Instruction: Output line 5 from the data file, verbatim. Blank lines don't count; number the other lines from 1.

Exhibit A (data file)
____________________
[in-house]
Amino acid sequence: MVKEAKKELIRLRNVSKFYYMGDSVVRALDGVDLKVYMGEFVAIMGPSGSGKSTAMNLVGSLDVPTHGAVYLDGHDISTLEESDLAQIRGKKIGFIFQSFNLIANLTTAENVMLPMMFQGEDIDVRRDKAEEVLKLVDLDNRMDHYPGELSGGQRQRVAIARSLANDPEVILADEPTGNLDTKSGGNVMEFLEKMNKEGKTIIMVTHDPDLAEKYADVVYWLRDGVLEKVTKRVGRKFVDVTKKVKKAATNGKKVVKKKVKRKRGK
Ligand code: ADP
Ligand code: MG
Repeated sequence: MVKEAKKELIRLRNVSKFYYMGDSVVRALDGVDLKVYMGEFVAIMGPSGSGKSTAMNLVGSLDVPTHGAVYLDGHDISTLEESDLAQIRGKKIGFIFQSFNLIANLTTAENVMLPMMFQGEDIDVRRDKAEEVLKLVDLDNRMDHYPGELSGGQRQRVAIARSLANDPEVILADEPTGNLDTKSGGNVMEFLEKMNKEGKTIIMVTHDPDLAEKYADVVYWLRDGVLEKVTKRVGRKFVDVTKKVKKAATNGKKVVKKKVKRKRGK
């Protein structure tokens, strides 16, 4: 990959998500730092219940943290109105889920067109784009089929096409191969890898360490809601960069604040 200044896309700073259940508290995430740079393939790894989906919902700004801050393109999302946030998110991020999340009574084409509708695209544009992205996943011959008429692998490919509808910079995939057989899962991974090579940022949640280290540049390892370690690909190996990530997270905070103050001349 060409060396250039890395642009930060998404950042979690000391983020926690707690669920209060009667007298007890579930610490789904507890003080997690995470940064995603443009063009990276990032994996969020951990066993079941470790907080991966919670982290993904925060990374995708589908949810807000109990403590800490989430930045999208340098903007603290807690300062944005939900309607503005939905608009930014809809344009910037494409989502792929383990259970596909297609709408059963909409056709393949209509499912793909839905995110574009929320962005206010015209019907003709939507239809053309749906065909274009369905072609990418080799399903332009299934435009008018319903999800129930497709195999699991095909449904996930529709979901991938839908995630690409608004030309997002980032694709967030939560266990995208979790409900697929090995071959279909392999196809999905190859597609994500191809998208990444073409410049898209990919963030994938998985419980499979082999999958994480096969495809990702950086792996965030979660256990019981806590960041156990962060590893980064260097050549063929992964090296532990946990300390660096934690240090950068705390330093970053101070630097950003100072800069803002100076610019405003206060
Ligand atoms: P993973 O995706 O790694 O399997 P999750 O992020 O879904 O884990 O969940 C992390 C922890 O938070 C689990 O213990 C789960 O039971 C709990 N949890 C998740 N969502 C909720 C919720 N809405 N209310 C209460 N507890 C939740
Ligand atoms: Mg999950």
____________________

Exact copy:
Repeated sequence: MVKEAKKELIRLRNVSKFYYMGDSVVRALDGVDLKVYMGEFVAIMGPSGSGKSTAMNLVGSLDVPTHGAVYLDGHDISTLEESDLAQIRGKKIGFIFQSFNLIANLTTAENVMLPMMFQGEDIDVRRDKAEEVLKLVDLDNRMDHYPGELSGGQRQRVAIARSLANDPEVILADEPTGNLDTKSGGNVMEFLEKMNKEGKTIIMVTHDPDLAEKYADVVYWLRDGVLEKVTKRVGRKFVDVTKKVKKAATNGKKVVKKKVKRKRGK